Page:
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Concise Commentary: The Clot Thickens—Why Pylephlebitis Is One of the Most Feared Complications of Intra-abdominal Sepsis

  • Jonathan G. StineEmail author
Concise Commentary
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Pylephlebitis is initiated by thrombophlebitis of the venules draining the area of acute infection. Subsequent migratory thrombophlebitis develops with extension into the larger veins of the portal system, which can include the portal vein (right, left or main) with or without extension into either the splenic or the superior mesenteric vein (SMV), the latter of which can occur in upwards of 40% of cases [1].

In this issue of the Digestive Diseases and Sciences, Zardi et al. [2] report a case of septic pylephlebitis in a 41-year-old patient with well-controlled human immunodeficiency virus (HIV) and multiple infections including intra-abdominal cholangitis. The patient was treated both with long-term antibiotics with infection resolution and concurrent lifelong anticoagulation (AC), although only partial recanalization was achieved with medical therapy. The patient continued with chronic right intrahepatic portal vein thrombosis (PVT) without portal hypertension. Overall, this is an interesting report that highlights a rare condition of infective suppurative thrombosis of the portal vein in an established patient population; this phenomenon is well described in patients with HIV. It provides a reminder to the busy clinician that pylephlebitis should be considered in all patients with intra-abdominal sepsis of any origin when accompanied by abdominal pain and abnormal liver-associated enzymes.

In general, thrombosis of the SMV is problematic since it may lead to bowel ischemia and intestinal infarction requiring emergent surgical exploration and bowel resection [3]. Testing for a hypercoagulable state should be pursued since it is present in ~ 40% of cases of pylephlebitis [4]. Inherited or acquired thrombophilia appears to be less common in pylephlebitis than in cirrhosis patients who develop chronic non-tumoral PVT. To date, only lupus anticoagulant positivity is associated with pylephlebitis [4]; no cases of the more commonly identified thrombophilias in cirrhosis including factor V Leiden, prothrombin gene G20210A mutation or Janus kinase (JAK)-2 mutation have been reported [5].

The contribution of AC therapy toward the treatment of pylephlebitis remains controversial. AC is required when thrombophilia is present or if SMV involvement is documented. Beyond this, additional reports suggest that AC may increase the rate of portal vein recanalization, which in turn may attenuate development of portal hypertension. Despite its benefits, no consensus exists regarding the optimal AC regimen. The most extensive experience has been reported with vitamin K antagonist (VKA) use although VKAs require careful monitoring and may be limited by a narrow therapeutic window if an abnormal baseline prothrombin time–international normalized ratio (PT-INR) is present. Low-molecular weight heparin (LMWH) is also limited in practicality but can be prescribed. While direct-acting oral anticoagulants are gaining increasing popularity in Child–Turcotte–Pugh class A and B cirrhosis patients with PVT, less experience with treatment of acute pylephlebitis exists, where only rivaroxaban has been prescribed in this setting according to published reports. The optimal duration of AC therapy for pylephlebitis also remains unknown.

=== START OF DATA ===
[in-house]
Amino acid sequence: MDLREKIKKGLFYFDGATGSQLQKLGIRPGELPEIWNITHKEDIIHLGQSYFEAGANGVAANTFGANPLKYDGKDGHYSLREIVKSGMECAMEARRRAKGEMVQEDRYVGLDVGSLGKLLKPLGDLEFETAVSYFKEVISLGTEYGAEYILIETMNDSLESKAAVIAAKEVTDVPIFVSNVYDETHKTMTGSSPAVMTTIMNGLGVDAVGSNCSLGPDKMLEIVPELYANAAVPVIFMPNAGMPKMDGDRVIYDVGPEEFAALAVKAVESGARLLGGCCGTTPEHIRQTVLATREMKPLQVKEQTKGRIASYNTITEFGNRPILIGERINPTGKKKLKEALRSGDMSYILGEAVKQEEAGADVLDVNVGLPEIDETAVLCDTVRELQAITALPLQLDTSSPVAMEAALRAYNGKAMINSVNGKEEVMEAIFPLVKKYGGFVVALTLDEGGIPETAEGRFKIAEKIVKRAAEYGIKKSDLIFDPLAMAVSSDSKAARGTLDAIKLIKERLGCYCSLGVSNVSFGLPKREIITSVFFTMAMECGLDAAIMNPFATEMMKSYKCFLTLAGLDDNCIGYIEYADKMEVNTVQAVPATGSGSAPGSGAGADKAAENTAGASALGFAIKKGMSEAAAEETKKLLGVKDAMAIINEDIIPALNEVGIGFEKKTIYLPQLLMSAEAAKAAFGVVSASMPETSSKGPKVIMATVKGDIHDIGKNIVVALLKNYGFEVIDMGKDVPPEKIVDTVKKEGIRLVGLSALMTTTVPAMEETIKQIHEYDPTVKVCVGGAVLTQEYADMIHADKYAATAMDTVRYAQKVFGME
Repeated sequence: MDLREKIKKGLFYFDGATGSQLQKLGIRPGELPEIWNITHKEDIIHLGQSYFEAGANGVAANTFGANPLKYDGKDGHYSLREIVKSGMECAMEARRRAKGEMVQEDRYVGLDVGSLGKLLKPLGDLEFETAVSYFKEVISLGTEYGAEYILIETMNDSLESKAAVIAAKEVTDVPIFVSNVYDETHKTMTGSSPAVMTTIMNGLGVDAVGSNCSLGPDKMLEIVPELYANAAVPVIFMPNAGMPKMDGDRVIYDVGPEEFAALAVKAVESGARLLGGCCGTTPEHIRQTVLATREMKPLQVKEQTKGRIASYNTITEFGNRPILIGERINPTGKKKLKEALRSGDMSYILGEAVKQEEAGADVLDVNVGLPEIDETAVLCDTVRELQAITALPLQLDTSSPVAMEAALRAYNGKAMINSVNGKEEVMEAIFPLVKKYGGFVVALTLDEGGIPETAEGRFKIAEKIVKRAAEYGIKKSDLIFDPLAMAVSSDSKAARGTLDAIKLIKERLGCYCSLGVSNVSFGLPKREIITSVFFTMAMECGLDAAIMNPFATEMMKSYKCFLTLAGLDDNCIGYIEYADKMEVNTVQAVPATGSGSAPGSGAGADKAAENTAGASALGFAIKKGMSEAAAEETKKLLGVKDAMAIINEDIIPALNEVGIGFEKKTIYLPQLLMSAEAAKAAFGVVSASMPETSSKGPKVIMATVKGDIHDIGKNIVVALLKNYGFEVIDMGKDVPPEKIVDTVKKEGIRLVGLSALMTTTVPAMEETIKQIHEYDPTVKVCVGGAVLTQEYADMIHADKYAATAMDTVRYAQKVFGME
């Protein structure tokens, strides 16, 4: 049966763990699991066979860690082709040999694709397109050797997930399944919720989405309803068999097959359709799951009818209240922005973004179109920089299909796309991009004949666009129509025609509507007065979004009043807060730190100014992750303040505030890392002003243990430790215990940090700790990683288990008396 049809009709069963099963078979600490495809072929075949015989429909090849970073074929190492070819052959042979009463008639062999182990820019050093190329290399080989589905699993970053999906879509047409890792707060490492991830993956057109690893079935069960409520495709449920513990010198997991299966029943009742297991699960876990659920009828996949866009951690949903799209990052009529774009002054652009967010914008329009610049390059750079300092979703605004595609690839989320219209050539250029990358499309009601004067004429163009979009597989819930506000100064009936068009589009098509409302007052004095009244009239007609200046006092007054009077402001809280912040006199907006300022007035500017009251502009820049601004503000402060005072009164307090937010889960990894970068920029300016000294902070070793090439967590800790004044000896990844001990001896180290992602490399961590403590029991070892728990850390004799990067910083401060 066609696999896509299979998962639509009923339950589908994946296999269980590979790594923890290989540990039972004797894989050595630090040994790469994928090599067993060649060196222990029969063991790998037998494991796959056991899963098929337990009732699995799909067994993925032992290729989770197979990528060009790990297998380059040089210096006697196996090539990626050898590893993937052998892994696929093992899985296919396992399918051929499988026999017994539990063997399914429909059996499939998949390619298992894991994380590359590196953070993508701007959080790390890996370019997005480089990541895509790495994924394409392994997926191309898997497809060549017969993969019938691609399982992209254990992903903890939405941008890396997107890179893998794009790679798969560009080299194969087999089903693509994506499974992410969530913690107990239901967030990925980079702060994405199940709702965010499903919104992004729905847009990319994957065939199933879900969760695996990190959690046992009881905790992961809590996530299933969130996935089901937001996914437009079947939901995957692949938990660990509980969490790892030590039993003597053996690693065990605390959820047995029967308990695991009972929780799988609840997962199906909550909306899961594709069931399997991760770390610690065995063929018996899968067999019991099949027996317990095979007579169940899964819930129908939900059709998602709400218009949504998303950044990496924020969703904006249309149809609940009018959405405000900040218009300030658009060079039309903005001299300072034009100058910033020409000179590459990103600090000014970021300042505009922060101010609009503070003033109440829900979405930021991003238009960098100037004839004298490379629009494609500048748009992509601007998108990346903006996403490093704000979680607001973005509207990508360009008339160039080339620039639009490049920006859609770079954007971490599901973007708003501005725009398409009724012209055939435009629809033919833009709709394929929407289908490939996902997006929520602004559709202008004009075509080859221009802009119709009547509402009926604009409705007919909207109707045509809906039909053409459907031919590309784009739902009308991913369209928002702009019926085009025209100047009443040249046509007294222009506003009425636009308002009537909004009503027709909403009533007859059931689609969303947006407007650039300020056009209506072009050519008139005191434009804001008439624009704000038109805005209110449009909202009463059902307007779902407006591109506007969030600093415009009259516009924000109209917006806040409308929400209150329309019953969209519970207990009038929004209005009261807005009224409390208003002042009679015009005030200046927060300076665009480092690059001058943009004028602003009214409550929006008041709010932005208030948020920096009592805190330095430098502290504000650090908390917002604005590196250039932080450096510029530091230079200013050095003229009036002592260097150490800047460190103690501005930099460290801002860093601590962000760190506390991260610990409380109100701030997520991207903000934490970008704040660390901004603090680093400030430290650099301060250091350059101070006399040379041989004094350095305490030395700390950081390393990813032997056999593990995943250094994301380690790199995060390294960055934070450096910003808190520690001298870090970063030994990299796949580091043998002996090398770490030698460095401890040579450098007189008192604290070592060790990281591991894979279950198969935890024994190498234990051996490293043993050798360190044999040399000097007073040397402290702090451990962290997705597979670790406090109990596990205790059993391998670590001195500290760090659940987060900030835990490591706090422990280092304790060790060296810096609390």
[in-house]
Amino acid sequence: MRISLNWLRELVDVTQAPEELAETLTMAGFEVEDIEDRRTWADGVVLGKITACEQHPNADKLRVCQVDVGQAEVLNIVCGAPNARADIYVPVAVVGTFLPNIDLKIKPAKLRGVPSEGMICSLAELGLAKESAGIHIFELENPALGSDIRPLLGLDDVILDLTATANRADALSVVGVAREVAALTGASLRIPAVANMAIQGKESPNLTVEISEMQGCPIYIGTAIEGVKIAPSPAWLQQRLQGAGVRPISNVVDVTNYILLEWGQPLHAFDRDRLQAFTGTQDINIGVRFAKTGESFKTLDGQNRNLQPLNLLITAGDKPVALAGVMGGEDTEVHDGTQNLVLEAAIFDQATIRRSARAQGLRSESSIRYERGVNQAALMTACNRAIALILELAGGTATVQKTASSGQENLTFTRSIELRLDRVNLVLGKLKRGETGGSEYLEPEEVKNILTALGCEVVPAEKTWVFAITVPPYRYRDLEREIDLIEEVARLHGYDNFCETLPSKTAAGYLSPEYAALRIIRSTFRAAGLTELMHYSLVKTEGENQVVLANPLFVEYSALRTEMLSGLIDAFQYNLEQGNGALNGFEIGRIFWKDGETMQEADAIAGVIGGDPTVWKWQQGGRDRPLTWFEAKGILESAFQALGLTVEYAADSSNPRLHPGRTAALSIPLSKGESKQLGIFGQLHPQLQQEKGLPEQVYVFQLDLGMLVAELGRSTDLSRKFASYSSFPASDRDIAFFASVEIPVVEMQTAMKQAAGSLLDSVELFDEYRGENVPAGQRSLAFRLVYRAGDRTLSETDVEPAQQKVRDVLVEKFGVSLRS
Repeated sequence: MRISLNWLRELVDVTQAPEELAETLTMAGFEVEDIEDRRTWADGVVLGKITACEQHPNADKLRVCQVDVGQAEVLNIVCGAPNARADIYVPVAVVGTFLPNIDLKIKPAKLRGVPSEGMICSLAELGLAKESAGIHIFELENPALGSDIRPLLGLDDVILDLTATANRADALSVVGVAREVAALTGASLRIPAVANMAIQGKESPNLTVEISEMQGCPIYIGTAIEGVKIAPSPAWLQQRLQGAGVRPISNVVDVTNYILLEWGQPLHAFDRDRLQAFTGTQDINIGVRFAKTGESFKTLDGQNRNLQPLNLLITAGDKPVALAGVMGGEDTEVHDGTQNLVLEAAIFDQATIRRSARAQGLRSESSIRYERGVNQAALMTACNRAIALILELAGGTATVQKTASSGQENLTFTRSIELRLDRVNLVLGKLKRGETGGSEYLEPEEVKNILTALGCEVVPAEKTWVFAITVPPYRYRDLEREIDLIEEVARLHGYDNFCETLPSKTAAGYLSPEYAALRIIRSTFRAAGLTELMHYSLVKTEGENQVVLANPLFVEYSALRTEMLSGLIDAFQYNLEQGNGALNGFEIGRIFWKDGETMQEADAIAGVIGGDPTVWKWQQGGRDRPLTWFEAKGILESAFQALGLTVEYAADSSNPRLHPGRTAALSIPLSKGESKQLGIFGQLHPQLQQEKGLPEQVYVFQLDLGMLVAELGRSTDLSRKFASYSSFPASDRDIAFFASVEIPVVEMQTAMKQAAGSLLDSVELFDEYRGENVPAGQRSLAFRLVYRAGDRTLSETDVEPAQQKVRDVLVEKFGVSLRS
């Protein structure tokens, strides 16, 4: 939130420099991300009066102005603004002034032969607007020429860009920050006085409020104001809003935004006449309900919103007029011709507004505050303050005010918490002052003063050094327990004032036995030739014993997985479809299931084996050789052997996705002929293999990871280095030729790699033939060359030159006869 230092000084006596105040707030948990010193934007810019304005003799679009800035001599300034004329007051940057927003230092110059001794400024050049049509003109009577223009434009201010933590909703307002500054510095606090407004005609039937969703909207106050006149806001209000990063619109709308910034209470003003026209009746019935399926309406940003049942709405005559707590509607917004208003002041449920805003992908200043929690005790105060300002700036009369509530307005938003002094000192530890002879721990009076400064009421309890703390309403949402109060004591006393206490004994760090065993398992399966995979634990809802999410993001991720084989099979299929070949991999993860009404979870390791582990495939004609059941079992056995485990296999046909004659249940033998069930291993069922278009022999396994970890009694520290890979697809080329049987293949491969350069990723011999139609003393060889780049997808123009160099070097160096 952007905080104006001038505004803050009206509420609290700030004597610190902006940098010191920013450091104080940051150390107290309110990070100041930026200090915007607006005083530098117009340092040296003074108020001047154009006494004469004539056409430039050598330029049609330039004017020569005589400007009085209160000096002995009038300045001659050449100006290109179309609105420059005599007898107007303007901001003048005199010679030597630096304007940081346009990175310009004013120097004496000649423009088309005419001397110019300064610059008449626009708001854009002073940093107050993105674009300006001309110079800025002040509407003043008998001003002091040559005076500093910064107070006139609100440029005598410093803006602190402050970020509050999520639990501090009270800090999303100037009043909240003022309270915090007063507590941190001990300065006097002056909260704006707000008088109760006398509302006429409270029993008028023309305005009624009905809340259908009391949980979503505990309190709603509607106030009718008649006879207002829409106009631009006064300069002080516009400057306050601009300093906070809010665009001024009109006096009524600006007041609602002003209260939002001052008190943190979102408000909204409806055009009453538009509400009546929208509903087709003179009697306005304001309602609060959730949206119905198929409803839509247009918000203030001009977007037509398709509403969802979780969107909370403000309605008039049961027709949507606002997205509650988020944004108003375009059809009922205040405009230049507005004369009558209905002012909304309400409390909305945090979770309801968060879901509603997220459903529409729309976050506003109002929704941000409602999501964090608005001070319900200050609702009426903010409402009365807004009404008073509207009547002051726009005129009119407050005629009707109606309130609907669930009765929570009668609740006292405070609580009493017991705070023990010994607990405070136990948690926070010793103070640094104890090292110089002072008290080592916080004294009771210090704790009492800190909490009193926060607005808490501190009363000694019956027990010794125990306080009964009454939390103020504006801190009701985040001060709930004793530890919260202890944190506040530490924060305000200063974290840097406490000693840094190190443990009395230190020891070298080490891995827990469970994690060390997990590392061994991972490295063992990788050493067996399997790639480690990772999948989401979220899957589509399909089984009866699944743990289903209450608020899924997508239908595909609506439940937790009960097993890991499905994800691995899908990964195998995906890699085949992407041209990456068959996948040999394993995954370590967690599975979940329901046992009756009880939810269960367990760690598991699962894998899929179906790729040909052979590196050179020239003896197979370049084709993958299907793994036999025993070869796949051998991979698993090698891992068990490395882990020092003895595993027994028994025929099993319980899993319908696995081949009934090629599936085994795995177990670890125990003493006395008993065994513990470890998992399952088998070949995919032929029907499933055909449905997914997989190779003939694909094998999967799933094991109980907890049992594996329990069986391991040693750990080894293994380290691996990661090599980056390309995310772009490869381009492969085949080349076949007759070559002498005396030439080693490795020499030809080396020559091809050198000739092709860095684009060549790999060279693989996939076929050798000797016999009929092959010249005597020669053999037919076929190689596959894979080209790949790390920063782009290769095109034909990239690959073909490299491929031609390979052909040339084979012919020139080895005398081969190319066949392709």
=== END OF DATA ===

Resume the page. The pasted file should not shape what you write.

In conclusion, pylephlebitis is a rare complication of intra-abdominal sepsis requiring prompt diagnosis and initiation of medical treatment with antibiotics. AC in pylephlebitis remains controversial although there is a growing body of evidence that AC may decrease morbidity and mortality through the promotion of portal vein recanalization, thus preventing chronic portal hypertensive complications.

References

  1. 1.
    Kanellopoulou T, Alexopoulou A, Theodossiades G, Koskinas J, Archimandritis AJ. Pylephlebitis: an overview of non-cirrhotic cases and factors related to outcome. Scand J Infect Dis. 2010;42:804–811.CrossRefGoogle Scholar
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    Zardi et al. Pylephlebitis as a complication of cholangitis and sepsis in a HIV positive patient. A case report. Dig Dis Sci. (Epub ahead of print).  https://doi.org/10.1007/s10620-018-5391-y.
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    Amitrano L, Guardascione MA, Brancaccio V, et al. Risk factors and clinical presentation of portal vein thrombosis in patients with liver cirrhosis. J Hepatol. 2004;40:736–741.CrossRefGoogle Scholar
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    Pradka SP, Trankiem CT, Ricotta JJ. Pylephlebitis and acute mesenteric ischemia in a young man with inherited thrombophilia and suspected foodborne illness. J Vasc Surg. 2012;55:1769–1772.CrossRefGoogle Scholar
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    Saugel B, Lee M, Feichtinger S, Hapfelmeier A, Schmid RM, Siveke JT. Thrombophilic factor analysis in cirrhotic patients with portal vein thrombosis. J Thromb Thrombolysis. 2015;40:54–60.CrossRefGoogle Scholar

Copyright information

© Springer Science+Business Media, LLC, part of Springer Nature 2019

Authors and Affiliations

  1. 1.Division of Gastroenterology and Hepatology, Department of Medicine, and Department of Public Health SciencesThe Pennsylvania State University Milton S. Hershey Medical CenterHersheyUSA

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